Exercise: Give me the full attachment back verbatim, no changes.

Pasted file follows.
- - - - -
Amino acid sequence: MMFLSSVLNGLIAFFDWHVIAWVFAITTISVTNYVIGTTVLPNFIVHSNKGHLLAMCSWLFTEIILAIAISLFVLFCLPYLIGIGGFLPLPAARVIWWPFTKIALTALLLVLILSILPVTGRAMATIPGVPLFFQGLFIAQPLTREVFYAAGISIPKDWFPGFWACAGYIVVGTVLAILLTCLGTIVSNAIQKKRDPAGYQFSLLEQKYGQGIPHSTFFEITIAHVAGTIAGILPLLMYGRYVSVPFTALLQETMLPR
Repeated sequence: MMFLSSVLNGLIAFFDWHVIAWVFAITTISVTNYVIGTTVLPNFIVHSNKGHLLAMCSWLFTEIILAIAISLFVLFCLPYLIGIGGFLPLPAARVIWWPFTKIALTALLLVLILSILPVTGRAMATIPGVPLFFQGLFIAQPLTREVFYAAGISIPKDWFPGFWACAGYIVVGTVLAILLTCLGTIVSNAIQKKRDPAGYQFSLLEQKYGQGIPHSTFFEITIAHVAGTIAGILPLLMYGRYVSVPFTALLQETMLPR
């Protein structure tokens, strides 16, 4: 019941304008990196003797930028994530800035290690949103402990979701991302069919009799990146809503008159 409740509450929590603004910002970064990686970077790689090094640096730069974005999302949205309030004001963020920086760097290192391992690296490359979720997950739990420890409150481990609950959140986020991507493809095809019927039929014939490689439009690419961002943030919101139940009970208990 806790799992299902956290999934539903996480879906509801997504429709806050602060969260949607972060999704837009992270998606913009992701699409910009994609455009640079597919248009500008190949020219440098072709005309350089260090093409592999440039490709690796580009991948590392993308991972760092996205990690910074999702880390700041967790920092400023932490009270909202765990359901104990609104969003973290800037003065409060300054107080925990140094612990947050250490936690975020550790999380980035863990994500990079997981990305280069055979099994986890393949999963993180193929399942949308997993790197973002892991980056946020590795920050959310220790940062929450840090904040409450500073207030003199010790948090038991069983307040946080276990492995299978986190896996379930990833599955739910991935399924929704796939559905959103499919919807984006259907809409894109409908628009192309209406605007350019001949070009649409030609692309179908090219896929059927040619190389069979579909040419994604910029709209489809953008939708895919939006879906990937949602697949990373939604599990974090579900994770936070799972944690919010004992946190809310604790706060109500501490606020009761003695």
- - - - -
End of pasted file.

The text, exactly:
Amino acid sequence: MMFLSSVLNGLIAFFDWHVIAWVFAITTISVTNYVIGTTVLPNFIVHSNKGHLLAMCSWLFTEIILAIAISLFVLFCLPYLIGIGGFLPLPAARVIWWPFTKIALTALLLVLILSILPVTGRAMATIPGVPLFFQGLFIAQPLTREVFYAAGISIPKDWFPGFWACAGYIVVGTVLAILLTCLGTIVSNAIQKKRDPAGYQFSLLEQKYGQGIPHSTFFEITIAHVAGTIAGILPLLMYGRYVSVPFTALLQETMLPR
Repeated sequence: MMFLSSVLNGLIAFFDWHVIAWVFAITTISVTNYVIGTTVLPNFIVHSNKGHLLAMCSWLFTEIILAIAISLFVLFCLPYLIGIGGFLPLPAARVIWWPFTKIALTALLLVLILSILPVTGRAMATIPGVPLFFQGLFIAQPLTREVFYAAGISIPKDWFPGFWACAGYIVVGTVLAILLTCLGTIVSNAIQKKRDPAGYQFSLLEQKYGQGIPHSTFFEITIAHVAGTIAGILPLLMYGRYVSVPFTALLQETMLPR
């Protein structure tokens, strides 16, 4: 019941304008990196003797930028994530800035290690949103402990979701991302069919009799990146809503008159 409740509450929590603004910002970064990686970077790689090094640096730069974005999302949205309030004001963020920086760097290192391992690296490359979720997950739990420890409150481990609950959140986020991507493809095809019927039929014939490689439009690419961002943030919101139940009970208990 806790799992299902956290999934539903996480879906509801997504429709806050602060969260949607972060999704837009992270998606913009992701699409910009994609455009640079597919248009500008190949020219440098072709005309350089260090093409592999440039490709690796580009991948590392993308991972760092996205990690910074999702880390700041967790920092400023932490009270909202765990359901104990609104969003973290800037003065409060300054107080925990140094612990947050250490936690975020550790999380980035863990994500990079997981990305280069055979099994986890393949999963993180193929399942949308997993790197973002892991980056946020590795920050959310220790940062929450840090904040409450500073207030003199010790948090038991069983307040946080276990492995299978986190896996379930990833599955739910991935399924929704796939559905959103499919919807984006259907809409894109409908628009192309209406605007350019001949070009649409030609692309179908090219896929059927040619190389069979579909040419994604910029709209489809953008939708895919939006879906990937949602697949990373939604599990974090579900994770936070799972944690919010004992946190809310604790706060109500501490606020009761003695």